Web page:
In our enviroment storage and disk i/o is at a premium, so we were looking into removing the need for .vswap file to free up space and remove potential i/o.
We are not short of RAM at the moment so in theory we could set full reservations on all VMs to remove the need for .vswaps. But I am a little reluctant to do this as it might limit the flexabilty of memory allocation, especially in a DR situation.
Is there a way of disabling the .vswap file use without setting the reservations? And what would be the pros and cons of doing this?
We are running vsphere 5 with some esxi 4 also
This should help
The pros - no vswp files
Thanks, but read that already and doesn't really answer my questions. What I am looking for is whether there is a settting that just says "do not use a swap file" without having to set resevations for each machine
We battled swap vs. reservations for a long time. Finally, we just presented a shared Thin (as in "thin-provisioned on the array") Tier-2 (slower, cheaper disk) LUN on our EMC VNX array to every host and told the hosts to use this shared datastore as their swap location. (CRITICAL NOTE - We do not oversubscribe our clusters, so there is no chance of RAM coming up short and swapping actually happening, and just to be sure we set major alarms in the event that some swapping does occur.)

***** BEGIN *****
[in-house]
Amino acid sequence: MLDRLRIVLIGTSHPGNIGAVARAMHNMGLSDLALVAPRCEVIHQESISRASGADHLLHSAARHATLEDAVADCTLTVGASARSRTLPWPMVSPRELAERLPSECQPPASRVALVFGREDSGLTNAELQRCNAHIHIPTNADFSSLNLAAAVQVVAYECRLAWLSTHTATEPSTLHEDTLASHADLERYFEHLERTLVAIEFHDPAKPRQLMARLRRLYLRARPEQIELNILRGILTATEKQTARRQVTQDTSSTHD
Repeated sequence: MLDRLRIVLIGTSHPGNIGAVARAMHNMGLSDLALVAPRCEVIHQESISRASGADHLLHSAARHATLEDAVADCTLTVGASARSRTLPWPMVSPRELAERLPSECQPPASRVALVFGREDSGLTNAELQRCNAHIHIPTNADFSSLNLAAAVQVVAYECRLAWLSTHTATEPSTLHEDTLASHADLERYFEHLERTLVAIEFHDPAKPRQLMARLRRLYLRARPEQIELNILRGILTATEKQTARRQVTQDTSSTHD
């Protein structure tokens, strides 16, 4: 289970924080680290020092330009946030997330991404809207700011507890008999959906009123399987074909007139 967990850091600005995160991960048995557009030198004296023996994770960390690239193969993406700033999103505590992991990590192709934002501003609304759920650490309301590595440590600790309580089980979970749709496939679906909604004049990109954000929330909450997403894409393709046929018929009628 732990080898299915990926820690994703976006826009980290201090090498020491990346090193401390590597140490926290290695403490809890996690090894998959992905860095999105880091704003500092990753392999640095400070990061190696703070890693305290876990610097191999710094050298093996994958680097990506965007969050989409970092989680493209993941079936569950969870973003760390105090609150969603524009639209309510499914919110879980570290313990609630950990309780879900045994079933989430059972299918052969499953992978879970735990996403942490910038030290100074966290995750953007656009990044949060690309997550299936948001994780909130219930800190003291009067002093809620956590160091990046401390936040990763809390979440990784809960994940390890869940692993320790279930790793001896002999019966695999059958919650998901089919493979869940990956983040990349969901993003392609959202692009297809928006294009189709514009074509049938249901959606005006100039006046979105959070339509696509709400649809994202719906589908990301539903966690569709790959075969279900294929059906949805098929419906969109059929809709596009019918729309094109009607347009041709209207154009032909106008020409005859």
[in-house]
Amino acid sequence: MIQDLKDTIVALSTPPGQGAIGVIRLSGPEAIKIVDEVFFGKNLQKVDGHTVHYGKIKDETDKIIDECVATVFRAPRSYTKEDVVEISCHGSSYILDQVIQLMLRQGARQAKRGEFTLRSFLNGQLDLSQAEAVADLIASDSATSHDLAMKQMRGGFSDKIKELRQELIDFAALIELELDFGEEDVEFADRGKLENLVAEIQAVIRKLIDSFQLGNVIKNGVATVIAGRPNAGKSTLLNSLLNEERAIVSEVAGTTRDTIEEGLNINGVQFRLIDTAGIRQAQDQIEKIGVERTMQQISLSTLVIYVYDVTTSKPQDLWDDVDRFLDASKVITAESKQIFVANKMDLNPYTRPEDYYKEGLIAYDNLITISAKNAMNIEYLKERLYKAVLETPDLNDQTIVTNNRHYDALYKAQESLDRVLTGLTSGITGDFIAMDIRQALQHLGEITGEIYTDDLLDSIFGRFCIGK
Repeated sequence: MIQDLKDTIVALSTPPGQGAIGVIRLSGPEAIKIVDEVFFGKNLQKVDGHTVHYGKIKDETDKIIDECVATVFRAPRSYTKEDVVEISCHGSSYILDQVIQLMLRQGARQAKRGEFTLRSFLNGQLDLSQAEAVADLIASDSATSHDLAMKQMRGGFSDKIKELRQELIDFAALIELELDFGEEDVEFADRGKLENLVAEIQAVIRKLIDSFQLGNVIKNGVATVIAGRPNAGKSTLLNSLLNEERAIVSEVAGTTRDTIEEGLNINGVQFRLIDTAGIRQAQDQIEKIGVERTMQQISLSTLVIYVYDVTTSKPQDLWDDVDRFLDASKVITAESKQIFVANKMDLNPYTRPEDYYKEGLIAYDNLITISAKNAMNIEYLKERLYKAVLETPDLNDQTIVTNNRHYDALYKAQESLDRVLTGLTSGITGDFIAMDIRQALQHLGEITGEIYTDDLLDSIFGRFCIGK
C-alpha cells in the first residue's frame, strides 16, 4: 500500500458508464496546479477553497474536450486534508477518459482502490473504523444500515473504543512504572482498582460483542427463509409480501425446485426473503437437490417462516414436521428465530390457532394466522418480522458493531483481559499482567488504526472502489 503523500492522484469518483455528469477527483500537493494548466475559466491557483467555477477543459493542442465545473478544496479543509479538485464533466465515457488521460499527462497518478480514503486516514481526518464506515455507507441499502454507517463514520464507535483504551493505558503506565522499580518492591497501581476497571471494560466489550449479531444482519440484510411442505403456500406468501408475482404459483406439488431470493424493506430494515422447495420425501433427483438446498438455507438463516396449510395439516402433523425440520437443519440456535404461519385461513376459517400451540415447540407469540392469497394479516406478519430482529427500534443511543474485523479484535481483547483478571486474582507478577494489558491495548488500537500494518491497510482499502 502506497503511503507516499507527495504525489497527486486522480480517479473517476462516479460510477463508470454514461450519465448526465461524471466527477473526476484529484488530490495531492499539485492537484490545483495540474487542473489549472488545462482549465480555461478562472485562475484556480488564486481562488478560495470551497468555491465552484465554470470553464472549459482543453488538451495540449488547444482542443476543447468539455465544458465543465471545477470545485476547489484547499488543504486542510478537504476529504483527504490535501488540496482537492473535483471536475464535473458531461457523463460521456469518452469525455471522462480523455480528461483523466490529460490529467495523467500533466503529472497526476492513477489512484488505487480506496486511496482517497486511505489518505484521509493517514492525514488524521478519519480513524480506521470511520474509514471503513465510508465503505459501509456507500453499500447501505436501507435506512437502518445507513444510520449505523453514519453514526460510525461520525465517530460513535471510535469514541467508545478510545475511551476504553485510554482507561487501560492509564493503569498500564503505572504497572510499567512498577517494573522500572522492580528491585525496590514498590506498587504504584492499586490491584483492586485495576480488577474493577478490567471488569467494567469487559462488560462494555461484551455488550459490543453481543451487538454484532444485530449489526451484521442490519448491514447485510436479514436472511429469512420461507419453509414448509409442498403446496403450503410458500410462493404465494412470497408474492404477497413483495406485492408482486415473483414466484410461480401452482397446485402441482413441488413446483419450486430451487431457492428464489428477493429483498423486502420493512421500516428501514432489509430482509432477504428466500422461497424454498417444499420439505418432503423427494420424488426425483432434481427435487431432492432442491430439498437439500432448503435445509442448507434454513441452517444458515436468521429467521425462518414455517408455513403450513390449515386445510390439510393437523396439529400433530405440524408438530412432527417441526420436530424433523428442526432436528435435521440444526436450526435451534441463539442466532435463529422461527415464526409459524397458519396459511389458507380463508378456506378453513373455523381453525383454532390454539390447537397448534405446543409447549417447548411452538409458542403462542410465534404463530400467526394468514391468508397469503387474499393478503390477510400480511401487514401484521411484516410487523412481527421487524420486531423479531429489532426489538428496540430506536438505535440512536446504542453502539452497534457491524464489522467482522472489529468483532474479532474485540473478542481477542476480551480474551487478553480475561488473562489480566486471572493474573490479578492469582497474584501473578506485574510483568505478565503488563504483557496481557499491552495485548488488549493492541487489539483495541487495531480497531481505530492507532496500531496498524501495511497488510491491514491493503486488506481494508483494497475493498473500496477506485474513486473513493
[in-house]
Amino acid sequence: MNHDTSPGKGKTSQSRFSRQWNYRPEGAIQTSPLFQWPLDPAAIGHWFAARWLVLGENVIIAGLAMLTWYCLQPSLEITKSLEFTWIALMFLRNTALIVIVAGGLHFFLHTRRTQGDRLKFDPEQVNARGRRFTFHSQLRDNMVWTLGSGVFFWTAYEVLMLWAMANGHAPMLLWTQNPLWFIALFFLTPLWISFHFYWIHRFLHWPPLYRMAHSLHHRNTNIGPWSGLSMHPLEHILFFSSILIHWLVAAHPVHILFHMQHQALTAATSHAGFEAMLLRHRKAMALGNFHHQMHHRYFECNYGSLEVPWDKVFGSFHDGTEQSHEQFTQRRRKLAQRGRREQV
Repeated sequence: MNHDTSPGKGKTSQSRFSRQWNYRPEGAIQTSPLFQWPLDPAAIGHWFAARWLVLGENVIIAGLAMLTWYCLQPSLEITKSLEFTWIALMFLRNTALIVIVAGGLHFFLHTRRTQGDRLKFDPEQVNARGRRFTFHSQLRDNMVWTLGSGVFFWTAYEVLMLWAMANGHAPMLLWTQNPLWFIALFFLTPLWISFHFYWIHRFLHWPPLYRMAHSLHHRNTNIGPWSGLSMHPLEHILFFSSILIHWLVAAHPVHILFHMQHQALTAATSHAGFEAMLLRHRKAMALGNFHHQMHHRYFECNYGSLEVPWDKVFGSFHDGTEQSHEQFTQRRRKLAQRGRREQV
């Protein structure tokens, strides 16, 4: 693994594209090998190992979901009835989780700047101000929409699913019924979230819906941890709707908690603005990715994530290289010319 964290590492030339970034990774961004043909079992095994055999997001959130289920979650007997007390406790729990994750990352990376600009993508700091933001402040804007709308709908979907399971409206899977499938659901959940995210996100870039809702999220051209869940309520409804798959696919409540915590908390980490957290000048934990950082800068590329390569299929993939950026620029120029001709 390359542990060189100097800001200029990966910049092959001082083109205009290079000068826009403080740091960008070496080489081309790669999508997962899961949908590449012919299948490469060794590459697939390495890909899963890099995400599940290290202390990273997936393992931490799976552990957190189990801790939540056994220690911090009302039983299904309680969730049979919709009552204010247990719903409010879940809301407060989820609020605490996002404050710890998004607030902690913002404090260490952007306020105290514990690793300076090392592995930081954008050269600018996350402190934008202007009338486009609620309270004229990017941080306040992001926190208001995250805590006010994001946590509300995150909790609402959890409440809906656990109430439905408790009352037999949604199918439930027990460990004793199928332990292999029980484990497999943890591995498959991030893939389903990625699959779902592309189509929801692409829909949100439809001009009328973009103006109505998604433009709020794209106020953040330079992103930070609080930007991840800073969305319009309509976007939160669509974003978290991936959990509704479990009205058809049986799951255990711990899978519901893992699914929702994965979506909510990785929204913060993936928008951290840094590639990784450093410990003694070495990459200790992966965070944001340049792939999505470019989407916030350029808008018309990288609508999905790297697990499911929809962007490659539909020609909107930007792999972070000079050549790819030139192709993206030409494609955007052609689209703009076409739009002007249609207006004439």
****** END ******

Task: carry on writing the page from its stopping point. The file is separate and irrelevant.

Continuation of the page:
The LUN should be equal in size to the amount of RAM in your cluster (i.e. the max amount of vswp space required if zero reservations are set on all VMs).
Because of VAAI, at VM Power Up, the host will just ask the array to set aside a vswp file equal to the amount of un-reserved RAM on the VM, and the array will confirm that this is actually complete, though the actual blocks on the array are not filled in, which means that the LUN isn't inflating.
Results: Each 2 TB Thin "swap" LUN on the array is using about 10 GB of space to support a full 16-node cluster, and none of our T0/T1/T2 production disk is going to waste to support vswp files that will never be used. (i.e. Net savings: ~2TB per cluster)
I'm not sure if these specifics all fit your environment, but the concept is hopefully broad enough to be helpful.